Mechanized food systems are not only stripping our environments but, “our addiction to just two crops has made us the fattest people who’ve ever lived, dining just a few pathogens away from famine4” (Kingsolver 54). We believe there to be variety in our grocery stores but we are culling the world’s food to just a few tasteless monocultures5. Bruneau has a big qualm about honey crisp apples, she explains that heritage varieties of Nova Scotian apples “are all dug up and a [honey crisp] monoculture replaces the more diverse culture of apples. Honey crisp are grown espaliered, they are very vulnerable and spindly, and we live in a hurricane zone” (Bruneau, Interview). Bruneau is acutely aware that we must eat locally and seasonally to survive bodily and culturally. For her upcoming show Bruneau is juxtaposing handcrafted platters and slow local labored food with factory plates and main stream factory farmed foreign fruit. Slip cast giant red “Monsanto6” tomatoes will sit upon stark lifeless dollarstore white plates and be entitled “Everfresh” ironically “to counter balance the other pieces in the show meant for certain seasons- decorated with indigenously grown food and foliage and fauna. It is [her] comment about Factory Food on Factory ceramics” (Bruneau, Interview) and a call to action. The exhibition neighbors the Halifax Seasport Market and is key in thinking about the audience Bruneau is hoping to attract. “Somebody who’s a farmer at that market would so get [the Monsanto tomatoes]. They can be a catalyst to draw attention to the pots.” By taking domestic work akin to the Spring Platter with Fiddleheads (see fig. 1) that was designed “from a love of cooking and dedication to the presentation of food” (qtd. in Alfodly and Gotlieb 92), seasonal local food and pairing it with industrial food stuffs that are killing us and our ecosystems and placing it in the public sphere Bruneau is blatantly causing us to question our food values and systems. She is suggesting we could do better and suggests we do so by the sensual enjoyment and pleasure in eating.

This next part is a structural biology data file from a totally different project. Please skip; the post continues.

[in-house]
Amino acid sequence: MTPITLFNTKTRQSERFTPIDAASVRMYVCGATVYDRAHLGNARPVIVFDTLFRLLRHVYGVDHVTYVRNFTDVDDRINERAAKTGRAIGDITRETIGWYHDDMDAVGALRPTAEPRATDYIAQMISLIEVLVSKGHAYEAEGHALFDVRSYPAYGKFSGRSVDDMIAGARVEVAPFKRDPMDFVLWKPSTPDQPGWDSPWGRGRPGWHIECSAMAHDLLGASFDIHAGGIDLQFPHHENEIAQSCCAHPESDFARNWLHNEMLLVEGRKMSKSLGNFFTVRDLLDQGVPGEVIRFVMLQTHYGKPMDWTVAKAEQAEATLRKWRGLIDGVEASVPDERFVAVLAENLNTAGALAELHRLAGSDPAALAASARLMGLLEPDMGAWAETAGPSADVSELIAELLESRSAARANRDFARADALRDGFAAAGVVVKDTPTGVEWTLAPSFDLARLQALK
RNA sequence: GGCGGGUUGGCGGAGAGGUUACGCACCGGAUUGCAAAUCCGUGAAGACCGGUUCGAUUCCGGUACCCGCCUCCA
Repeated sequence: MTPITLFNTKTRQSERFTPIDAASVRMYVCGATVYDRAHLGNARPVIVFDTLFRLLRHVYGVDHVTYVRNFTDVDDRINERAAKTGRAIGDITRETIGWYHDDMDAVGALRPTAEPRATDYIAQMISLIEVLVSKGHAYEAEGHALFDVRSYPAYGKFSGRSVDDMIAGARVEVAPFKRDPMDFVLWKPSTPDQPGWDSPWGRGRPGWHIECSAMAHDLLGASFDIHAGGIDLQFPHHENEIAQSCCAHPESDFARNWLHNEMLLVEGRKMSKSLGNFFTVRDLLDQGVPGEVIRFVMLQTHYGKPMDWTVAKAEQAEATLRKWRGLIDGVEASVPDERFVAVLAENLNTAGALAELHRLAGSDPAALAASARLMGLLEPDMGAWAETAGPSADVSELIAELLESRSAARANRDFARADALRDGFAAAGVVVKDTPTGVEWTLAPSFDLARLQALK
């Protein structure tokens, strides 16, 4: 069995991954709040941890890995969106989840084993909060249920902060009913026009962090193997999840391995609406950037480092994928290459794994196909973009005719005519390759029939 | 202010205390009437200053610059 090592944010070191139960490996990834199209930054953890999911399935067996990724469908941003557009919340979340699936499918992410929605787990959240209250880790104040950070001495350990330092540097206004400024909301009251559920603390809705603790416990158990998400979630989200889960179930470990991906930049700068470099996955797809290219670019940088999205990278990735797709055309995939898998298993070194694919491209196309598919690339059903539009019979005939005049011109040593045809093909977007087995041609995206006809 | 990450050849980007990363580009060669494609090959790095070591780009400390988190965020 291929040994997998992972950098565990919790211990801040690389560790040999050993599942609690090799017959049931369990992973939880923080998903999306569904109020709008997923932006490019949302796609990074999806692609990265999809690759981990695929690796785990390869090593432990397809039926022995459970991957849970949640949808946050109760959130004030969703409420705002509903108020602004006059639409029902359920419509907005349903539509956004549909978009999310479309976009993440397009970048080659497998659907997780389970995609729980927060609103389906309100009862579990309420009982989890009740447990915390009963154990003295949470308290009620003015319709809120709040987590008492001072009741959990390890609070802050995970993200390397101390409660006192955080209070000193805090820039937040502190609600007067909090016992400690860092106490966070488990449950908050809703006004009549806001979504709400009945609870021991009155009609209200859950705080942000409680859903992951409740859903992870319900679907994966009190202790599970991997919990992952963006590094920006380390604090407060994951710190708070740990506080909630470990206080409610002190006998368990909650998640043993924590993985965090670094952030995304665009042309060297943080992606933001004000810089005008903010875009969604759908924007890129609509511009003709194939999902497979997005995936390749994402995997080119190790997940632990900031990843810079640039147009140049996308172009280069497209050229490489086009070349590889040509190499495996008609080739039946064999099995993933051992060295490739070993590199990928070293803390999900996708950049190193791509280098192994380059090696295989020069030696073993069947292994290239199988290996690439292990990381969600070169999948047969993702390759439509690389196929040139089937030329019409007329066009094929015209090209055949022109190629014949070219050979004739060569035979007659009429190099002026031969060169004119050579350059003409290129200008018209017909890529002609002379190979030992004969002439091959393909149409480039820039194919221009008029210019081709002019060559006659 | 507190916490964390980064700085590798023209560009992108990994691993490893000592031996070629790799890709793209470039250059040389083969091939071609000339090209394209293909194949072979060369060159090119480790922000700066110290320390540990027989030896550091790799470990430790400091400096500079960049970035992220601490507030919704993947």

Our general actions say we don’t value food. Jamie Oliver’s sure feels so. He states, “People don’t give a toss about what they put in their mouths every day… If you walk around your average supermarket, even though big efforts have been made, there are still lots of products riddled with additives, hydrogenated fats and a whole catalog of fillers- fake food.” (Oliver 6) Jamie knows this must change. So what should we eat? Micheal Pollan has determined we should “eat food. Not too much. Mostly plants7”(In the Defense 1). North American eaters eat ignorantly out of season industrialized food-ish things synthesized in labs or in factories their growth dependent on chemicals and machines, our industrialized food now seldom touches the hand, with dire consequences. We live in a drastically disconnected and desolate foodscape. “So violent a change in a culture’s eating habits is surely the sign of a national eating disorder. Certainly it would never have happened in a culture in possession of deeply rooted traditions surrounding food and eating” (Pollan, The Omnivore’s 2).